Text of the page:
Running is a simple and cost-effective way to get fit and stay in shape. Getting started is often half the battle. To help you along, our OHSU Sports Medicine physicians have compiled some guidelines for taking your running or walking to a new level:

1.  Begin with a warm up

Develop a dynamic series of stretches to increase blood flow to the working muscles and increase the functional range of motion around the major joints. Click here for a great list of warm-up stretches from Runner’s World.

2.  Use the talk test

A common training error in those revisiting their running program is to start out simply running too quickly.  Endurance is the main training goal, and it’s best achieved by training at a moderate intensity level.  How do you know if you’re running too fast? The simple test is to see if you can talk. If you’re unable to hold a casual conversation while running, you are likely going too fast.

3.  Stay healthy

Injuries are an unfortunate but common part of running. If you have a history of joint injury or develop injuries while running, be sure to get evaluated quickly. Many runners will push through pain and ignore important signs from their body.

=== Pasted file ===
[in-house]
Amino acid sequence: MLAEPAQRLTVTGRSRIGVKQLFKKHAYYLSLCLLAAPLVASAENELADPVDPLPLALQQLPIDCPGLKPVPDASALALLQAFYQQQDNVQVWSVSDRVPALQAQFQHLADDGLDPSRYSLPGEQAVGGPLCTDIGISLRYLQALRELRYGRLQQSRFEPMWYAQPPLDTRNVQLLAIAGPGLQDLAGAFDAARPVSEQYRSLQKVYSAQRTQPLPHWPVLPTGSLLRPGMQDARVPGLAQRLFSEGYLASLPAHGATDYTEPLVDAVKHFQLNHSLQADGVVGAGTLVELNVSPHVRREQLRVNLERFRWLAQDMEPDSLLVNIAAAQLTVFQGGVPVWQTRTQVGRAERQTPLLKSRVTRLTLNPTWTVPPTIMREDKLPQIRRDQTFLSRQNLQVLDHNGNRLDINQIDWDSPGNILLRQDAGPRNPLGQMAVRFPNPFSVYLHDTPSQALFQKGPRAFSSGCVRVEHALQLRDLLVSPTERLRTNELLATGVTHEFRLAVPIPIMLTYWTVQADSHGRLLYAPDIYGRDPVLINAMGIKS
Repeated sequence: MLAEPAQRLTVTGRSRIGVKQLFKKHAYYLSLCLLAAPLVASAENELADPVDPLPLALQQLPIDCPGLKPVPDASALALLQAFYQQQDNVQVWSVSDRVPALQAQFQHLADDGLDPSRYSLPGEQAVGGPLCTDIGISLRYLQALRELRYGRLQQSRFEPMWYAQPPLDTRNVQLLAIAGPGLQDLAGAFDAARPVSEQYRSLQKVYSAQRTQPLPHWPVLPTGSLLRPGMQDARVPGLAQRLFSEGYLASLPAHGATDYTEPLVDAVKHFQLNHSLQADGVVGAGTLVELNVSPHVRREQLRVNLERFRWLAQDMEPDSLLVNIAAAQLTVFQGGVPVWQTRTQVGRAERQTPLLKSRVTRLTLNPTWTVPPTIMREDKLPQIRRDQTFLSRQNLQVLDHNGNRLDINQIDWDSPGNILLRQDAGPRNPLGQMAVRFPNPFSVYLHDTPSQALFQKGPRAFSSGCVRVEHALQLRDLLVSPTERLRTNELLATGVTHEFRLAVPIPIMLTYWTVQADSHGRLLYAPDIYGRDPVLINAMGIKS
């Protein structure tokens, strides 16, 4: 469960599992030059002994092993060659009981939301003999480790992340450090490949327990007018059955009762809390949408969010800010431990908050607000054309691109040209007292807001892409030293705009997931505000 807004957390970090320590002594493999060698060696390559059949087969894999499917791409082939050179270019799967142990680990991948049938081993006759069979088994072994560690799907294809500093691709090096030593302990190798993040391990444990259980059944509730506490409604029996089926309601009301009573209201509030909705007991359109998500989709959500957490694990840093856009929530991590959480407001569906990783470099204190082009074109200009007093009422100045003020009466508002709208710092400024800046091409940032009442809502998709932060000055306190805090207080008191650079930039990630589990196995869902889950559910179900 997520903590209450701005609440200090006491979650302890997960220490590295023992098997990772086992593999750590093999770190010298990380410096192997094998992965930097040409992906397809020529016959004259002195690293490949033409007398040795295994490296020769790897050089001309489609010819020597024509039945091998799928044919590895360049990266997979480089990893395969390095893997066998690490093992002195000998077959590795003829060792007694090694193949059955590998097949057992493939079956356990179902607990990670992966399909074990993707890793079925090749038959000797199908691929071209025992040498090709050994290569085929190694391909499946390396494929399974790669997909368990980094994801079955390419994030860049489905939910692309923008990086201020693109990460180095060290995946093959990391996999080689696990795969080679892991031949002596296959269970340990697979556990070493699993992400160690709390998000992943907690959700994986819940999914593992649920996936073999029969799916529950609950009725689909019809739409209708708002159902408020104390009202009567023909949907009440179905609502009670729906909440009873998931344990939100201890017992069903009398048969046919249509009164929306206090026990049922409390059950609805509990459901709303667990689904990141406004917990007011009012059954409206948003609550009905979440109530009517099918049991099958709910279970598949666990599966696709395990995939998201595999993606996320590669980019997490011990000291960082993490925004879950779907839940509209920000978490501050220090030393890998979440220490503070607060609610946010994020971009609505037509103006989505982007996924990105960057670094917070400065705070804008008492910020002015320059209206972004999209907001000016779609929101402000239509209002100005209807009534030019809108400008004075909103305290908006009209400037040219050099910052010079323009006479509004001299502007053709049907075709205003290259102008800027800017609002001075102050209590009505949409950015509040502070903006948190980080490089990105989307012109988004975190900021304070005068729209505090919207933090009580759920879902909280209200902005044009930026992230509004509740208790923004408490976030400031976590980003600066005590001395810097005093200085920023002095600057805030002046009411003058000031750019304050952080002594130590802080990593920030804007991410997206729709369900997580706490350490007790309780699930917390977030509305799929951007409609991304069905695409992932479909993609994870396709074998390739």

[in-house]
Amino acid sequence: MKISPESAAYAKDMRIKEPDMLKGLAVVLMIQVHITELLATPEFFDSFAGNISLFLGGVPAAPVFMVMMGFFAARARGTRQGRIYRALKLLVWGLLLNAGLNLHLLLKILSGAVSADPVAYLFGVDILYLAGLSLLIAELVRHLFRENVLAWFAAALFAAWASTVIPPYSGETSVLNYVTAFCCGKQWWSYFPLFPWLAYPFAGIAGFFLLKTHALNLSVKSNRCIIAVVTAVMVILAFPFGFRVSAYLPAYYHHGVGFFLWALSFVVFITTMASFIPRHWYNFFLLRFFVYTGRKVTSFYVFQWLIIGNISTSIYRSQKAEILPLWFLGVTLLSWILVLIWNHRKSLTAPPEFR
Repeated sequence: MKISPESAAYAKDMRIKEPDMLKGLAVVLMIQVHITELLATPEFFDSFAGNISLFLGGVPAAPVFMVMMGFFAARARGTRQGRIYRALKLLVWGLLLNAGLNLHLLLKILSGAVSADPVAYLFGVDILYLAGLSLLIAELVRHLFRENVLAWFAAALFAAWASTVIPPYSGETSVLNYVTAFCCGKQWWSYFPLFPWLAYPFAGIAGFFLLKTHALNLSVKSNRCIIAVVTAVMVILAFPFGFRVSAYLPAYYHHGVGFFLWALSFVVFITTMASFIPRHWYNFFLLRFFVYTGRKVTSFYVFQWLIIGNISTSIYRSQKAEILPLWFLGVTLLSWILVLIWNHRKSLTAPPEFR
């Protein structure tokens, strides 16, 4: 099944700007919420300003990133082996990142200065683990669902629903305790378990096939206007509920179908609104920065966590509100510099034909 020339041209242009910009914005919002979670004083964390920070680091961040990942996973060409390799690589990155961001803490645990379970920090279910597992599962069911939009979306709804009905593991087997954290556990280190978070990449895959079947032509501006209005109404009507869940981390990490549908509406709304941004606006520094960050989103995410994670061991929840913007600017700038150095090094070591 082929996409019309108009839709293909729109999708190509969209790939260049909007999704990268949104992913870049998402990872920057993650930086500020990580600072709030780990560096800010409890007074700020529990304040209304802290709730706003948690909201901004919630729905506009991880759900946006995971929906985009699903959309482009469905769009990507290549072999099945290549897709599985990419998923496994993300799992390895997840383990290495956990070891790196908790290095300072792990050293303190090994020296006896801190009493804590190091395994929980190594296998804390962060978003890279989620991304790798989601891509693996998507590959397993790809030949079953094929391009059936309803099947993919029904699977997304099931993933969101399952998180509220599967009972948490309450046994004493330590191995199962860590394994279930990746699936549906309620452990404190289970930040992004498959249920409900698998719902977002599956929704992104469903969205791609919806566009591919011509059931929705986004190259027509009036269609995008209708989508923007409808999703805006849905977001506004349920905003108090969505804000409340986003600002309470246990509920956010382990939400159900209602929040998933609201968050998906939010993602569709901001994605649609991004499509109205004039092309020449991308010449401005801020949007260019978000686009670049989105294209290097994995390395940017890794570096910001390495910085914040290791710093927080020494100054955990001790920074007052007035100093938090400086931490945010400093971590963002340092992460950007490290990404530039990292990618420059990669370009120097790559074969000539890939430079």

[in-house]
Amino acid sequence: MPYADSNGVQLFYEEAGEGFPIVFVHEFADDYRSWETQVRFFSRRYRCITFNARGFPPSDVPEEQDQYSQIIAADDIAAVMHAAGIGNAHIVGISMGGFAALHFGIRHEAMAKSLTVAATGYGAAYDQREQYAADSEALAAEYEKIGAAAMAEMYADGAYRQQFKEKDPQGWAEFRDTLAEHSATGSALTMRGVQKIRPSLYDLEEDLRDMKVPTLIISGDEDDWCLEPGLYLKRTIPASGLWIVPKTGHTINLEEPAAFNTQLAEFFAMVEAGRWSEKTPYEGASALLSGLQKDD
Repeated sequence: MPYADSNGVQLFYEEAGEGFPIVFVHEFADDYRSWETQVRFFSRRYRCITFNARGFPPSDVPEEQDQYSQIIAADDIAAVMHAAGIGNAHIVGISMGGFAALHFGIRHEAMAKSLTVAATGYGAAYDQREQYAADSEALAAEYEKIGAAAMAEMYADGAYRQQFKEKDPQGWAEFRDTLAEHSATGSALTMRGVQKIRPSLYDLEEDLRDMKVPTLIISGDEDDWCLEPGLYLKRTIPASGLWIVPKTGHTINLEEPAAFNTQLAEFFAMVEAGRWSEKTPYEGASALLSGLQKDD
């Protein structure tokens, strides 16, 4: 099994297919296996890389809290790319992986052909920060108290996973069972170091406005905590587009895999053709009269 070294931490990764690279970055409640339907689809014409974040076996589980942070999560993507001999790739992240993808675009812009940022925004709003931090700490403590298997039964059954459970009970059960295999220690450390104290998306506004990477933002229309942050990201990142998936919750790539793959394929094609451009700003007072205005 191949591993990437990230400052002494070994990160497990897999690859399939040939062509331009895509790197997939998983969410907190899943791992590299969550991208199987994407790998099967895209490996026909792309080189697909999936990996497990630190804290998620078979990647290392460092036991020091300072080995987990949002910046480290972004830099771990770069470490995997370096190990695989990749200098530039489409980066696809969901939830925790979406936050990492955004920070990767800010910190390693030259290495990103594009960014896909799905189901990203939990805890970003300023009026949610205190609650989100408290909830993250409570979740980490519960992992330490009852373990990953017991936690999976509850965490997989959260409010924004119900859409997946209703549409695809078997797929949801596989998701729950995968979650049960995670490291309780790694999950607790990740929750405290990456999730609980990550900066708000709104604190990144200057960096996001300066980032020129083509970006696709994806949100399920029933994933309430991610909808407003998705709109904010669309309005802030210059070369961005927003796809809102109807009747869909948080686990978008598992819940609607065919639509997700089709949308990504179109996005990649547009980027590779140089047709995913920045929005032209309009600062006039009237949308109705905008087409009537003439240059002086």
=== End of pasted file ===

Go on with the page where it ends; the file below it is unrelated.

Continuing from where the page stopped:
OHSU Sports Medicine specialists can help address problem areas and come up with recovery programs that will get you back to running quickly and safely.

4.  Make a training plan

Flying by the seat of your pants can make for an interesting life, but it isn’t a good approach to a training program for runners and walkers. Find the best fit for you, but consider that you need to accurately evaluate your current fitness and strive for a conservative increase in weekly mileage.

Want to learn more? Take a look at a few of our favorite resources below:



Ryan Petering. M.D. specializes in Sports Medicine and Family Medicine. He also has special interest in Pediatric Care, Primary Care Sports Medicine, Recreational Athletes, and Wilderness Medicine.


Why 96,000 Square Miles?

OHSU Health Fair at Pioneer Square.

President Robertson is fond of saying that OHSU has a 96,000 square mile campus, serving Oregonians “from Enterprise to Coos Bay, from Portland to Klamath Falls.”

This blog aims to highlight that breadth. 96,000 Square Miles (96K for short) will focus on the people of OHSU, the Oregonians we serve and the ripple effect of our work in Oregon and beyond.

Read more